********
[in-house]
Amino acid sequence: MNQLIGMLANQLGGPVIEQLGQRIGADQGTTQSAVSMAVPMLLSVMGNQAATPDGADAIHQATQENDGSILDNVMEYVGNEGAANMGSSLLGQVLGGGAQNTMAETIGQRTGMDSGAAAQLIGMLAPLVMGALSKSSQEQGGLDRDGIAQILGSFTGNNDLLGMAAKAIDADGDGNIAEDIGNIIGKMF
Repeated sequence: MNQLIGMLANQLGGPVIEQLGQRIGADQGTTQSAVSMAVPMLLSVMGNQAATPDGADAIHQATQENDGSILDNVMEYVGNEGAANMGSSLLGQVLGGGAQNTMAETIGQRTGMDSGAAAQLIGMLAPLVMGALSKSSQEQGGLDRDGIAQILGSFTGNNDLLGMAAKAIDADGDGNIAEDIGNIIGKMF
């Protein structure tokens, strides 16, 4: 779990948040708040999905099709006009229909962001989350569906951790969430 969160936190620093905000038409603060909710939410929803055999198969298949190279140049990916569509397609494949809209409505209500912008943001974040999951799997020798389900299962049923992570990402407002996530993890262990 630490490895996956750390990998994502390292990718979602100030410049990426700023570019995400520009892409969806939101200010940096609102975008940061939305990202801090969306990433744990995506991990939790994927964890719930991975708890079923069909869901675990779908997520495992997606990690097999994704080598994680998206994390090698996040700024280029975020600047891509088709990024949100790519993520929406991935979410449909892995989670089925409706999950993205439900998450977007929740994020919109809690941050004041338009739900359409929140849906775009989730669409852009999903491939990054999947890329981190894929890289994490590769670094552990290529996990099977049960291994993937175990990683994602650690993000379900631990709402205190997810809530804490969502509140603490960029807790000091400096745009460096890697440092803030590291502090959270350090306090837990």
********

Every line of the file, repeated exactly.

[in-house]
Amino acid sequence: MNQLIGMLANQLGGPVIEQLGQRIGADQGTTQSAVSMAVPMLLSVMGNQAATPDGADAIHQATQENDGSILDNVMEYVGNEGAANMGSSLLGQVLGGGAQNTMAETIGQRTGMDSGAAAQLIGMLAPLVMGALSKSSQEQGGLDRDGIAQILGSFTGNNDLLGMAAKAIDADGDGNIAEDIGNIIGKMF
Repeated sequence: MNQLIGMLANQLGGPVIEQLGQRIGADQGTTQSAVSMAVPMLLSVMGNQAATPDGADAIHQATQENDGSILDNVMEYVGNEGAANMGSSLLGQVLGGGAQNTMAETIGQRTGMDSGAAAQLIGMLAPLVMGALSKSSQEQGGLDRDGIAQILGSFTGNNDLLGMAAKAIDADGDGNIAEDIGNIIGKMF
């Protein structure tokens, strides 16, 4: 779990948040708040999905099709006009229909962001989350569906951790969430 969160936190620093905000038409603060909710939410929803055999198969298949190279140049990916569509397609494949809209409505209500912008943001974040999951799997020798389900299962049923992570990402407002996530993890262990 630490490895996956750390990998994502390292990718979602100030410049990426700023570019995400520009892409969806939101200010940096609102975008940061939305990202801090969306990433744990995506991990939790994927964890719930991975708890079923069909869901675990779908997520495992997606990690097999994704080598994680998206994390090698996040700024280029975020600047891509088709990024949100790519993520929406991935979410449909892995989670089925409706999950993205439900998450977007929740994020919109809690941050004041338009739900359409929140849906775009989730669409852009999903491939990054999947890329981190894929890289994490590769670094552990290529996990099977049960291994993937175990990683994602650690993000379900631990709402205190997810809530804490969502509140603490960029807790000091400096745009460096890697440092803030590291502090959270350090306090837990």